Imagine you are sitting in a religious service in any church or spiritual setting. The presider arrives to address the assembled and says, “You can spend your life trying to figure out the meaning of life and how it came to be and why we’re here and you won’t because you can’t. Actually folks, we don’t know. In fact, all we have is speculation, stories, and things which point to why we believe or do what we do. That’s all. We’re all born. We rejoice, we suffer, we have offspring, we work, and we die. Some of us wonder why we’re here and what it all means. Some of us have ‘spiritual experiences’ which point to incredible majestic indescribable thresholds. We really and truly don’t know the why. We have ideas how it may have unfolded, how the process works, what consciousness might be, and a lot of facts. Increasingly, many believe consciousness continues beyond this life, and that we relied too much on facts, taking them for Truth. Things like gravity, which don’t exist outside our orbit . . . things like time, which is a construct to help us organize our lives. Previous boundaries and beliefs are falling and failing with new discoveries. ‘God is love’ you say, but there are millions of definitions of love, and most of them only point to the experience. Language is too limiting. Doctrines are confining. Beliefs are subjective.”
The presider continues, “You can come at this riddle from any of the thousands of religions since the beginning of human history, from physics, the arts, geology, philosophy, psychology, astronomy, cellular biology, evolution, or theology . . . but at the heart of the matter is the big mystery of it all. Life IS. Appreciate that. Have compassion for all your fellow travelers. Listen more, talk less, learn all you can. Maintain your curiosity and sense of wonder, and take time to appreciate how special it all is, what you’ve learned, where you’ve come from, and face the future in anticipation with a spirit of adventure and appreciation.”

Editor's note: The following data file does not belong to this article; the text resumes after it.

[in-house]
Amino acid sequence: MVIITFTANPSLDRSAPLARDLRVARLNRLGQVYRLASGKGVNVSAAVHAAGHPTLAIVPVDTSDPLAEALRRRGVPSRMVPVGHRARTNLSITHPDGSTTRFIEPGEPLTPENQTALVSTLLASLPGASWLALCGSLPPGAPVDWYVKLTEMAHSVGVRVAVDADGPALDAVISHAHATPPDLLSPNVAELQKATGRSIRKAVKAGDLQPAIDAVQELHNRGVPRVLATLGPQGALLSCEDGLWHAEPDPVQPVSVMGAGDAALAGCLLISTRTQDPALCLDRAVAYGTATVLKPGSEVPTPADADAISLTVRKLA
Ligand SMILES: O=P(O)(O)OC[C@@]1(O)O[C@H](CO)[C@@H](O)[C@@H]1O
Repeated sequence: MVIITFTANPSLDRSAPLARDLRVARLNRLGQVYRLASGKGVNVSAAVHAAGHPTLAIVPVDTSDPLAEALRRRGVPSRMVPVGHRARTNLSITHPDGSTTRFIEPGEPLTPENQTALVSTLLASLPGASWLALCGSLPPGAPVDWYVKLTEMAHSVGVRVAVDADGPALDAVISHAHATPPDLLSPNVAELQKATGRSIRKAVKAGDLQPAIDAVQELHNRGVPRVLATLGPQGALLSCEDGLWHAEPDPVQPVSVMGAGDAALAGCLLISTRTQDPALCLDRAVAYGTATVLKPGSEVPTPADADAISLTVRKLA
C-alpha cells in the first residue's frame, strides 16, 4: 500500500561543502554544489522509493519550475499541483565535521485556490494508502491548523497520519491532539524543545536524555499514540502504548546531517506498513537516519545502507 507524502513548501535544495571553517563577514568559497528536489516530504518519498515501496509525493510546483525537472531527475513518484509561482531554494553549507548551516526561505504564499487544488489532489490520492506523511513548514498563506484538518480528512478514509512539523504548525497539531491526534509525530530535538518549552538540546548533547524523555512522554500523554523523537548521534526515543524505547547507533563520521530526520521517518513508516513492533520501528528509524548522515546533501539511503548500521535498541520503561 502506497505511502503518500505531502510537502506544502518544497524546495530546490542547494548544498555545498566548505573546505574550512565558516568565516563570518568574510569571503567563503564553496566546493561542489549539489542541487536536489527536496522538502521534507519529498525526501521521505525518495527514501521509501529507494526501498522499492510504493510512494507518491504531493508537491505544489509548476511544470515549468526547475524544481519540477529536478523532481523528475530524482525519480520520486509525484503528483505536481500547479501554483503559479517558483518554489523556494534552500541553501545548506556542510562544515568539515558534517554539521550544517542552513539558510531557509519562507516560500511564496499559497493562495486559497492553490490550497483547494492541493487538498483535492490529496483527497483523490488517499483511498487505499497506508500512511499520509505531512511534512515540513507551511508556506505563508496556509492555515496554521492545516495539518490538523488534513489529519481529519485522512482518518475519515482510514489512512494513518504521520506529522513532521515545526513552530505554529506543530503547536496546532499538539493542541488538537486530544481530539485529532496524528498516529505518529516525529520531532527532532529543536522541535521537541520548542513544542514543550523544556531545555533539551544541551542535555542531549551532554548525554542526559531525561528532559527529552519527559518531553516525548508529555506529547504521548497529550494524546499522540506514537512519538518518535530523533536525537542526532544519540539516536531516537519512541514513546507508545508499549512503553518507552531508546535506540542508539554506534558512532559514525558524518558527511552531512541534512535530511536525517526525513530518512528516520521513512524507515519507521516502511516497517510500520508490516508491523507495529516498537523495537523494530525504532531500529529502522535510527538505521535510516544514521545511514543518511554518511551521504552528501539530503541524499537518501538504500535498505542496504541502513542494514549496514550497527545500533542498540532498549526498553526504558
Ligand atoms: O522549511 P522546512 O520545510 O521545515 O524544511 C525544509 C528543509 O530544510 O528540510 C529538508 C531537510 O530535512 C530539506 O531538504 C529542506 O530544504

There is silence so dense. Utter quiet emptiness. You are stunned, maybe puzzled and annoyed. You came to be inspired, encouraged, empathized with, comforted, and uplifted. You wanted certainty, answers from a Good Book read and taught with conviction, sitting alongside fellow believers. Then the whispers began. Some seethed with anger because they had all the answers and knew how to do it better as they shoved arms into sleeves and stomped out. Some were baffled, confused and disappointed. Maybe one or two agreed, with a sense of relief, that they too felt this way, grinned, and felt like they were in on a big secret, encouraged.
I appreciate the opportunity to have written over 180 articles for Columbus Interfaith
Spirituality Examiner. Since beginning, the Summer of 2008, we’ve explored the nuances of several types of Christianity in depth, Buddhism, Hinduism, Sikh and Jain faiths, Bahai, Mormon, Wiccan, Islam, Confucianism, Tao, and many of the world’s other religions and religious/spiritual practices. It’s been a great joy writing/exploring/discovering and sharing. Thanks for reading.
Meditations for this post: